The meerkat alpha female recently gave birth to five pups. Before giving birth, she retreated to the burrows dug by the small predators in their outdoor enclosure. Not long ago, she presented the five new pups for the first time to pleasantly surprised visitors. All group members play a role in raising the little ones. Meerkats are known for their efficient division of roles within the group, with group members regularly alternating between tasks. For example, the group members take turns in taking on the role of babysitter, while another meerkat is on the lookout and yet another animal is collecting food.
As the young meerkats get older, they gradually learn what they need to survive. For example, older group members demonstrate what is edible and what is not and how to overpower a scorpion. It has been observed that an adult meerkat first bites off the poison sting of the scorpion, and then the animal is killed by the young. In this way, the young meerkats learn essential skills to hunt successfully themselves and spot possible dangers in time.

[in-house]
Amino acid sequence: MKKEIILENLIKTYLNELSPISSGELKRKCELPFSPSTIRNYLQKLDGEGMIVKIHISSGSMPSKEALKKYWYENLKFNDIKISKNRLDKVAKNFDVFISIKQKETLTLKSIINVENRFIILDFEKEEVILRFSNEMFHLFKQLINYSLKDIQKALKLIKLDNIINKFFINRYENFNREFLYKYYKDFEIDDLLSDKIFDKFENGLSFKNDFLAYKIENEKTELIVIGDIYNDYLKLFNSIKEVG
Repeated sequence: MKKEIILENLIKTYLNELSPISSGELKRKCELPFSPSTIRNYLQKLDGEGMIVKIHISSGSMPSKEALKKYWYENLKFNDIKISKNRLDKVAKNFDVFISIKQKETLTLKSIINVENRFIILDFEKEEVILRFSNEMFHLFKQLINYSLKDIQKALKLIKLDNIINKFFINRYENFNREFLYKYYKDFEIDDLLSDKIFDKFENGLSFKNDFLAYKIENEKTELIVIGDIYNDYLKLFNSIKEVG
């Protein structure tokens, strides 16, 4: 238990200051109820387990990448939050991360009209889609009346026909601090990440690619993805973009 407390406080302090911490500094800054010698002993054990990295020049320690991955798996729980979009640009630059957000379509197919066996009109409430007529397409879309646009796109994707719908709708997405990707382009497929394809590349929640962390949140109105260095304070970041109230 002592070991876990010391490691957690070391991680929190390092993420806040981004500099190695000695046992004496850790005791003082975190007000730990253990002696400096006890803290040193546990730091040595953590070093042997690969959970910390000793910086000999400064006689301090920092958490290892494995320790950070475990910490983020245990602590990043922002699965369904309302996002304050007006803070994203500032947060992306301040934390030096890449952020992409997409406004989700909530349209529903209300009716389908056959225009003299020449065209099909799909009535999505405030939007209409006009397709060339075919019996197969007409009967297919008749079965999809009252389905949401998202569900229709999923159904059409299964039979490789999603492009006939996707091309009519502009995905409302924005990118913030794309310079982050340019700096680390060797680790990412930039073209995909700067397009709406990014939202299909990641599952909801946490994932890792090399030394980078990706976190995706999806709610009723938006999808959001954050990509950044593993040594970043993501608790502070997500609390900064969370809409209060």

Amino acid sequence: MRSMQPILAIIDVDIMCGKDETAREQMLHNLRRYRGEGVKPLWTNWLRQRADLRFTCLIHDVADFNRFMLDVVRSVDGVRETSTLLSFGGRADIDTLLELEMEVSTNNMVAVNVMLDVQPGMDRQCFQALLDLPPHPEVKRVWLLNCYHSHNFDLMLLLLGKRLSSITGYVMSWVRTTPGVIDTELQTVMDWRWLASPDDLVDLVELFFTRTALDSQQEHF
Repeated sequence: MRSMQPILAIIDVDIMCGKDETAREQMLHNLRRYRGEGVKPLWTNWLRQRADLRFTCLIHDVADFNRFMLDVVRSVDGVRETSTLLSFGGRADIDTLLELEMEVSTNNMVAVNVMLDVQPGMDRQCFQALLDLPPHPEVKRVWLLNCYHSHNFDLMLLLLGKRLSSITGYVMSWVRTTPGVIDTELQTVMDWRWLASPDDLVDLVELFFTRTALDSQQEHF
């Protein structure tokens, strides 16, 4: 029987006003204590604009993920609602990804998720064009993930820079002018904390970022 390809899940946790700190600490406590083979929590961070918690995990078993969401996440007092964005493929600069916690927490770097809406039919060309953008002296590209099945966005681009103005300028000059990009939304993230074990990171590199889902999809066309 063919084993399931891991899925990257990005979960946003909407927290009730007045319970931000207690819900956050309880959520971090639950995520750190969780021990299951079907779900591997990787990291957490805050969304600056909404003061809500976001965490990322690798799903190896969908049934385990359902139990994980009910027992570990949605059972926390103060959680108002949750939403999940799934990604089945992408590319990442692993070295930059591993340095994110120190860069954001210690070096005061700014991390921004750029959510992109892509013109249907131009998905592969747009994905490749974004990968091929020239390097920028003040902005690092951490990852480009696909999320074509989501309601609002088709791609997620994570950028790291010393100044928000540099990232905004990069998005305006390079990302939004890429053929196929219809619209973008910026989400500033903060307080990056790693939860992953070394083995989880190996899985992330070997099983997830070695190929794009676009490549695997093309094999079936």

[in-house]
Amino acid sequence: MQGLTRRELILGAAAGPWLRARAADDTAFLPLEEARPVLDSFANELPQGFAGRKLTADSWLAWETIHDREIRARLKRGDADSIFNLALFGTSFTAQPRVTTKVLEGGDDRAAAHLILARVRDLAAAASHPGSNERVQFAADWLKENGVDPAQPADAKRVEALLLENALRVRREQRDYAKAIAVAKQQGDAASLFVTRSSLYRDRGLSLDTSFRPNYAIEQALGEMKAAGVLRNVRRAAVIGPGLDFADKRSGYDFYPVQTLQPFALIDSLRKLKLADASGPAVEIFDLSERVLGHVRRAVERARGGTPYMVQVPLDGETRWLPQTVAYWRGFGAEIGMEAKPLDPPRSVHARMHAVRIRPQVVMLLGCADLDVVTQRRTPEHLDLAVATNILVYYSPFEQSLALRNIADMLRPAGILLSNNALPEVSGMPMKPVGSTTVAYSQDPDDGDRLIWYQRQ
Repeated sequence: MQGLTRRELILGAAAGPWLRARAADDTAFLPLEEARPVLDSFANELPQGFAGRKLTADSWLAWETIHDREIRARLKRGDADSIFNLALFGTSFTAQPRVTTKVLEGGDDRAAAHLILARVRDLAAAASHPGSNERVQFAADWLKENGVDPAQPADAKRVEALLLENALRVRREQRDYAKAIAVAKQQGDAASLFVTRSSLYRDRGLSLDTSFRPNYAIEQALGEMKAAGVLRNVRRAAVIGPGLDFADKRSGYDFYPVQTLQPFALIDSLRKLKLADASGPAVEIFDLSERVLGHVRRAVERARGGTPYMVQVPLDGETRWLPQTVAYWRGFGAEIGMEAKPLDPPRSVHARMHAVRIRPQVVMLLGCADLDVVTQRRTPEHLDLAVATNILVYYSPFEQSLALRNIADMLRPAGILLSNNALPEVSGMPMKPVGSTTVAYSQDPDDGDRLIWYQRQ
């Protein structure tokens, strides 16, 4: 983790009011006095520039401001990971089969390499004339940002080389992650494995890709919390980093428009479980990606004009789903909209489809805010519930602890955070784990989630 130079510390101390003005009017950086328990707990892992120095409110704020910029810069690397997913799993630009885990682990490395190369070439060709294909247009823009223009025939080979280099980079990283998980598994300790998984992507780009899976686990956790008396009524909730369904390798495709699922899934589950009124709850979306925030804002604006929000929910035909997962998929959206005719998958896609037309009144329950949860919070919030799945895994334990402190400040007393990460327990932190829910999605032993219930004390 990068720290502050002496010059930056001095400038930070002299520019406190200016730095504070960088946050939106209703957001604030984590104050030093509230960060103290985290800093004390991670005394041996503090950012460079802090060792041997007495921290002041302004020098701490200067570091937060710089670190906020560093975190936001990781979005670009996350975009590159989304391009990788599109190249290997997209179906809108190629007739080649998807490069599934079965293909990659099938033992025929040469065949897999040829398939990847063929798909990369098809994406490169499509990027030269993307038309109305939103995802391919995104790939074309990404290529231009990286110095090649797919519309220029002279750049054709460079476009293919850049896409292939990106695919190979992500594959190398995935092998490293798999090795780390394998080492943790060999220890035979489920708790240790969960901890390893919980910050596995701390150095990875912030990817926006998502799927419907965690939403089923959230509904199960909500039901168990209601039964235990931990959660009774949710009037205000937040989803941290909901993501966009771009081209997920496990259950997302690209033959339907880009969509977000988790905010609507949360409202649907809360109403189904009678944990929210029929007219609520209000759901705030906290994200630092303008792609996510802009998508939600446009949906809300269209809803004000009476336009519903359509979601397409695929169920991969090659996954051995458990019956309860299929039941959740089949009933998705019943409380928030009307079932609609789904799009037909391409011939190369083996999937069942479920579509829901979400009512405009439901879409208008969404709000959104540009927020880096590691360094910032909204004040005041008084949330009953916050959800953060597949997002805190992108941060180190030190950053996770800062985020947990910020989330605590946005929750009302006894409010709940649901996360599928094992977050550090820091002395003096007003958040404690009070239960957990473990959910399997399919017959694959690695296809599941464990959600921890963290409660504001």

When the meerkat on guard thinks it has spotted danger, it will sound a cry of alarm, at which point all group members will seek refuge as quickly as possible in the burrow system, which is equipped with several entrances and exits. Meerkats have dark spots around the eyes that serve as sunglasses for when they are on the lookout and have to stare into the sun for a long time. Danger usually comes from above; birds of prey sometimes try to outwit an unwary meerkat.
Meerkats appeal to many people's imagination as charismatic predators who seem to be active almost all the time. The efficient division of roles within the group and the taking turns among the group members also arouse admiration and curiosity. Only the alpha male and the alpha female have pups together, and their older offspring play an active role in the upbringing. Thanks to the mutual division of tasks and the turn taking, the alpha female does not have to focus continuously on the education of her pups. This natural group behaviour creates a system with flexible all-rounders, each of whom can perform a variety of tasks satisfactorily.